Personally any member of congress or other that knew about it and let it happen. Diane Fienstine are you listening???

      • You forgot the big O, who absolutely had to know, unless he wasn’t taking reports from the Attorney General. Oh wait, it’s right there in his meetings.

  2. This is NOT the first case. A retired FBI agent and avid gun collector was charged, tried and convicted for illegal arms sales under the contention (as here) that he was selling firearms without an FFL and for profit. (That case is up on appeal.) The main issue is not the occassional transfer, but a large volume of transfers suggesting that these officers were not mere collectors making no profit off their dealing but actually in the business of buying weapons for resale without the required license (which license, significantly, would have precluded them from making the sales to all but LEOs).

    The officers here allegedly made thousands of dollars buying weapons that LEO can legally purchase from an FFL but us regular citizens cannot (nonrostered firearms) and selling them for a profit to others. There was nothing illegal about such sales unless in fact the officers were buying weapons for the purpose of reselling them to others (straw purchases). [Although they have been accused of selling “illegal” weapons to civilians, such claims are false. Nonroster firearms are not “illegal”; rather they may be legally purchased and possessed by us mere civilians as long as certain procedures are followed–“single shot” exemption or PPT to be precise.]

    I don’t get some of the charges–they seem like fluff. If a purchaser converts a legal AR or AK type weapon into an unlawful “assault weapon”, why on earth should the seller be held liable? Especially when, under California’s arcane assault weapons ban, adding a foregrip, an unlawfully configured bullet butten, or certain stocks (bump fires and folding stocks) is enough to “convert” a legal weapon into an illegal one.

    • Well your assertion is as follows. Doing this as a business. What constitutes a business? As far as I know we are talking about one to two guns a month, maybe… An avid collector might do this normally. Then you have to follow a paper trail of where the money went, and how much was made. A few thousand over a few years does not constitute a business in my mind. If they were clearing a few thousand a month then maybe. It is a weak try at best, but then again the ATF does what it wants. Someone needs to get them under control.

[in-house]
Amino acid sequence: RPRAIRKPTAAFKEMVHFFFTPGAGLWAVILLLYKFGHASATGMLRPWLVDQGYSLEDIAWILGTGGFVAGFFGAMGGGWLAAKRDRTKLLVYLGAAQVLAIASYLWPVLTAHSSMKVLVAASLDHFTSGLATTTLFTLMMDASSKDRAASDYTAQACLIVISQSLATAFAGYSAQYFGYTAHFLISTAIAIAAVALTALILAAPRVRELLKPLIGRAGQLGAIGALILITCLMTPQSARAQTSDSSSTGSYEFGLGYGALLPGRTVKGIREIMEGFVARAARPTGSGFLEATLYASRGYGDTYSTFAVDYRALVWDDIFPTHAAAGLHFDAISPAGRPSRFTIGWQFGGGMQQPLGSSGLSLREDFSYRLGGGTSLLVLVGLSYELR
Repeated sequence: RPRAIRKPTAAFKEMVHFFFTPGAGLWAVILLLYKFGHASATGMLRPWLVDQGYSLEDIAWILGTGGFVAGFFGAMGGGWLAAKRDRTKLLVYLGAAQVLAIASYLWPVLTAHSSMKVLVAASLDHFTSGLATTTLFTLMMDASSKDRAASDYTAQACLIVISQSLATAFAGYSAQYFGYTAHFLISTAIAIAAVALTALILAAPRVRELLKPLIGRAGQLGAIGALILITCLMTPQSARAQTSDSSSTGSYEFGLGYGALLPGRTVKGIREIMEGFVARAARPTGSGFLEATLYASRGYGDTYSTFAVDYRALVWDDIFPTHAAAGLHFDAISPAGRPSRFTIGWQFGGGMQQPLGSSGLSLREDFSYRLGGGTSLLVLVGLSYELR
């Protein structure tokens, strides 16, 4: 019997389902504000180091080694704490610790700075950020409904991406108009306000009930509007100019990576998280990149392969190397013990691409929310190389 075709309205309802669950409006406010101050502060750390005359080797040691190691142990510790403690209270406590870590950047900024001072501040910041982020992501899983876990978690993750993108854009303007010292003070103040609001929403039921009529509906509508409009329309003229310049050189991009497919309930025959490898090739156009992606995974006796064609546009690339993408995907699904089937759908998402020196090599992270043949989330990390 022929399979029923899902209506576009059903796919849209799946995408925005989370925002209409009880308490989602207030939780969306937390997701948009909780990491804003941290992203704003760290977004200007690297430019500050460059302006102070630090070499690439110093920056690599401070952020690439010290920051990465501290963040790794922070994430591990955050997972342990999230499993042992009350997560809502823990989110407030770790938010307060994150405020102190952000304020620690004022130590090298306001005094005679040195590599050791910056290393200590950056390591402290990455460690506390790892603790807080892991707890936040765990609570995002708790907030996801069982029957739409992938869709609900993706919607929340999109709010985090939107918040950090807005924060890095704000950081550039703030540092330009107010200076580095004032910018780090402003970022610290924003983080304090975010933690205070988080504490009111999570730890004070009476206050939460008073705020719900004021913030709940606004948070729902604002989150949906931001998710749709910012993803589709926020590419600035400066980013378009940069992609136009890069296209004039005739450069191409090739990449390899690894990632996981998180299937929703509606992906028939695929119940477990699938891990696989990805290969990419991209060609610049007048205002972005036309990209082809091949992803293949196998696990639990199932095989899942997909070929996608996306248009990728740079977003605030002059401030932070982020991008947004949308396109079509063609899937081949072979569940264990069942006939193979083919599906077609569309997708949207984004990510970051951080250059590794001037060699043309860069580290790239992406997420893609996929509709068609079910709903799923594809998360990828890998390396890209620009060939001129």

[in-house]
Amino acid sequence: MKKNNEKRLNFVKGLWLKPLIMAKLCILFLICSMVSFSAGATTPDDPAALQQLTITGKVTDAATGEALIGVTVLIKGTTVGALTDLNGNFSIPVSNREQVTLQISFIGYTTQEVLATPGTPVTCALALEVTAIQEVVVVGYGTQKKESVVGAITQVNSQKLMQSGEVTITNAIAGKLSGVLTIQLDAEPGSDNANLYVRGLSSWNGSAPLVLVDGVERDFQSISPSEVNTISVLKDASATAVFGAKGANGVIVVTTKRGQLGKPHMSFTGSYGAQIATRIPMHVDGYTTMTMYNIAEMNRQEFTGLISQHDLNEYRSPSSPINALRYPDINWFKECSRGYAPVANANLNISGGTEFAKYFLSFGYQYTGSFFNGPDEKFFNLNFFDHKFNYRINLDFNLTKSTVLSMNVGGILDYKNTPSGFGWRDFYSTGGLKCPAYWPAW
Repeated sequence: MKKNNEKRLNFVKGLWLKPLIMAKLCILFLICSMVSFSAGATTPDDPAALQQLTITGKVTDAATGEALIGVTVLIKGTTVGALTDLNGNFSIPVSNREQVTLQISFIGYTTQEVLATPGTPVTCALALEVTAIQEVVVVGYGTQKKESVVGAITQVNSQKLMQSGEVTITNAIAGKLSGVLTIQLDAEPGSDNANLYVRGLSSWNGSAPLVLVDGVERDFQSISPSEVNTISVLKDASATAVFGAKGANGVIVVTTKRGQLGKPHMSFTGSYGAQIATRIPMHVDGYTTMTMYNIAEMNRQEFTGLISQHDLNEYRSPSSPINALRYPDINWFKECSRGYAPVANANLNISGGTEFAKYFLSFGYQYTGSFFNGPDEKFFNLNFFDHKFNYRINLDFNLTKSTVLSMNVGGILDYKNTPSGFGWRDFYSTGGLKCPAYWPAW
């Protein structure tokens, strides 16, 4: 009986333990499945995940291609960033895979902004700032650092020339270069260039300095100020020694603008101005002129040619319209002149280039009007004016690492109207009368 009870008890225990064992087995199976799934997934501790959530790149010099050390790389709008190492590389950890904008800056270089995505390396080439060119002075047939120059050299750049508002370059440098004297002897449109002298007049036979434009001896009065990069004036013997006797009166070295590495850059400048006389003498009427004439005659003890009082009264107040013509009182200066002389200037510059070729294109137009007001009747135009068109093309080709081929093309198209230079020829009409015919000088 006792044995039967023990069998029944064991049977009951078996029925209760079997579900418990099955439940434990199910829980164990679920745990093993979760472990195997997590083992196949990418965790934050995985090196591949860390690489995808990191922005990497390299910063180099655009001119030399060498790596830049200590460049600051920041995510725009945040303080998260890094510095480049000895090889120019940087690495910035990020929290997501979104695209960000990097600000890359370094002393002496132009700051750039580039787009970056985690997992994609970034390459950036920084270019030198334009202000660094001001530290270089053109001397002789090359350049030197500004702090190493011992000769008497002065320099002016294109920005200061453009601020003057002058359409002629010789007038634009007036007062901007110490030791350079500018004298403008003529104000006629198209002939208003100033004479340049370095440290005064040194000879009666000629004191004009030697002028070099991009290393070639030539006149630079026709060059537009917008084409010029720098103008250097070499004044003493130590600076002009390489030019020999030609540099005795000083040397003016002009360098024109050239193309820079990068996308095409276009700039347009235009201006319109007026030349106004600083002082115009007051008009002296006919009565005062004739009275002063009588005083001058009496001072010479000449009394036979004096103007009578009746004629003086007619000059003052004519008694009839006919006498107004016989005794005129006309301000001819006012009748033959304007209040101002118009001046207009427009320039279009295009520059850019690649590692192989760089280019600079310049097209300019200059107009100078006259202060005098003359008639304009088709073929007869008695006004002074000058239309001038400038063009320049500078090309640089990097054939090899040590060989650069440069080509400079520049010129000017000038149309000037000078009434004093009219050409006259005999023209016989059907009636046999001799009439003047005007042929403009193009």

3. “pistols that shoot high-velocity ammunition used by the U.S. military.”
    huh? Last I checked the US mil for the most part used 9mm. When did the us .mil start using 5.7 or something even more exotic like 135gr 40 Super? An AR15 type pistol?

    • As far as I know there is not much in the way of hand guns which aren’t available to the public. The way the article was written it certainly sounds scary though doesn’t it?
      I am sure there are probably some specific instances where a small special forces group might be using something not on the general market, but I would think for the most part you want standard.
      Sure an exotic shell might work great but in country if you can’t get it the first thing you are going to do is dump it for something you can get ammo for.
      I didn’t know the 9mm from a military hand gun went any faster than that you buy off the shelf. Is there some special cryptonite or something they are using?
      Just chop this up to media bias, and move along now.. Nothing to see here..
      Rather than state that what they did was legal and well maybe the law is flawed with regard to private gun sales, they are hyping this up that the citizens of California are in grave danger. It is scary, and evil… So let us put some more laws into affect and don’t worry it is for your safety.
      The fact he modified legal firearms does not concern the seller or FFL. It is sad, and yeah worrisome but the seller and FFL were legally abiding by the law.
      Sure we can look at the discrepancy for LEO’s to buy things the rest of us can’t but at the end of the day these guys are being railroaded for some political agenda that has yet to be revealed.
      I don’t like to see guns in the hands of criminals. I don’t think any of us do.
      Turning around and disarming those of us who are law abiding does not help a thing. We know this..

      • I believe 9mm NATO rounds have a slightly higher muzzle velocity when compared with a standard 9mm Luger round. However, in practice, you won’t notice the difference.

        • It has a slightly higher pressure (35k vs 36.5k PSI) which does not necessarily mean higher velocity, which would be dependent on the internal ballistics, specifically powder choice, bullet sectional density and case capacity. Due to the volume the US (and foreign) .mil buys, and being price conscious, 9mm NATO could very well be lower velocity than a commercial standard pressure 9mm self defense round.

        • I forgot to include other factors such as COAL and bullet weight, and whatnot, but you get the idea. Damn you broken edit button!

  4. It’s not clear how long after the these 2 nitwits bought these guns before they decided to shoot up the neighborhood. My best guess is just a matter of days, maybe even hours? Did the officers that sold the guns know these people?

    • Not that we are aware of, the sale was facilitated by an FFL. Good chance they were on consignment to the FFL.